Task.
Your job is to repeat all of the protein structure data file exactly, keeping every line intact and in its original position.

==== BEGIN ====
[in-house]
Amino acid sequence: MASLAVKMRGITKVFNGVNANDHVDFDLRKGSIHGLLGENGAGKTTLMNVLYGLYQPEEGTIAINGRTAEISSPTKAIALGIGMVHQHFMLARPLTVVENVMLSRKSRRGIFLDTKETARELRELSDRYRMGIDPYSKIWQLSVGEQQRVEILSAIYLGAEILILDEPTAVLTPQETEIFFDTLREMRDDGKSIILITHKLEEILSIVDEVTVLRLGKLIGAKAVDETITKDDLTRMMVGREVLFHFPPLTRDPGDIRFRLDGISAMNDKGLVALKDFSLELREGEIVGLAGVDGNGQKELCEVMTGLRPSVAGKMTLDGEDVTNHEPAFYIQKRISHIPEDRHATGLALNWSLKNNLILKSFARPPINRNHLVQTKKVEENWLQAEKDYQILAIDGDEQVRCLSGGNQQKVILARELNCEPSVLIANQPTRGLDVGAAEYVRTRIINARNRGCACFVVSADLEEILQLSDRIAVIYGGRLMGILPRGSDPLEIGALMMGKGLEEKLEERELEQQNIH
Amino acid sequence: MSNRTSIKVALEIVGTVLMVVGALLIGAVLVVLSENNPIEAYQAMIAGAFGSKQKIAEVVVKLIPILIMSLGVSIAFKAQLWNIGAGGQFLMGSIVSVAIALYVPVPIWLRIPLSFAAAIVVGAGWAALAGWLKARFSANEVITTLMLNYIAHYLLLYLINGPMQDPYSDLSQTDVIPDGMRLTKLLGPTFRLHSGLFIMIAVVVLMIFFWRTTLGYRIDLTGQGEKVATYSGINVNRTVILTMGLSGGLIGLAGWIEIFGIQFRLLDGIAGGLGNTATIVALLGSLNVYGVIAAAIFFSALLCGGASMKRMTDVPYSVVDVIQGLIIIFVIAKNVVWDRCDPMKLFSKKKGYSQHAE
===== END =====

[in-house]
Amino acid sequence: MASLAVKMRGITKVFNGVNANDHVDFDLRKGSIHGLLGENGAGKTTLMNVLYGLYQPEEGTIAINGRTAEISSPTKAIALGIGMVHQHFMLARPLTVVENVMLSRKSRRGIFLDTKETARELRELSDRYRMGIDPYSKIWQLSVGEQQRVEILSAIYLGAEILILDEPTAVLTPQETEIFFDTLREMRDDGKSIILITHKLEEILSIVDEVTVLRLGKLIGAKAVDETITKDDLTRMMVGREVLFHFPPLTRDPGDIRFRLDGISAMNDKGLVALKDFSLELREGEIVGLAGVDGNGQKELCEVMTGLRPSVAGKMTLDGEDVTNHEPAFYIQKRISHIPEDRHATGLALNWSLKNNLILKSFARPPINRNHLVQTKKVEENWLQAEKDYQILAIDGDEQVRCLSGGNQQKVILARELNCEPSVLIANQPTRGLDVGAAEYVRTRIINARNRGCACFVVSADLEEILQLSDRIAVIYGGRLMGILPRGSDPLEIGALMMGKGLEEKLEERELEQQNIH
Amino acid sequence: MSNRTSIKVALEIVGTVLMVVGALLIGAVLVVLSENNPIEAYQAMIAGAFGSKQKIAEVVVKLIPILIMSLGVSIAFKAQLWNIGAGGQFLMGSIVSVAIALYVPVPIWLRIPLSFAAAIVVGAGWAALAGWLKARFSANEVITTLMLNYIAHYLLLYLINGPMQDPYSDLSQTDVIPDGMRLTKLLGPTFRLHSGLFIMIAVVVLMIFFWRTTLGYRIDLTGQGEKVATYSGINVNRTVILTMGLSGGLIGLAGWIEIFGIQFRLLDGIAGGLGNTATIVALLGSLNVYGVIAAAIFFSALLCGGASMKRMTDVPYSVVDVIQGLIIIFVIAKNVVWDRCDPMKLFSKKKGYSQHAE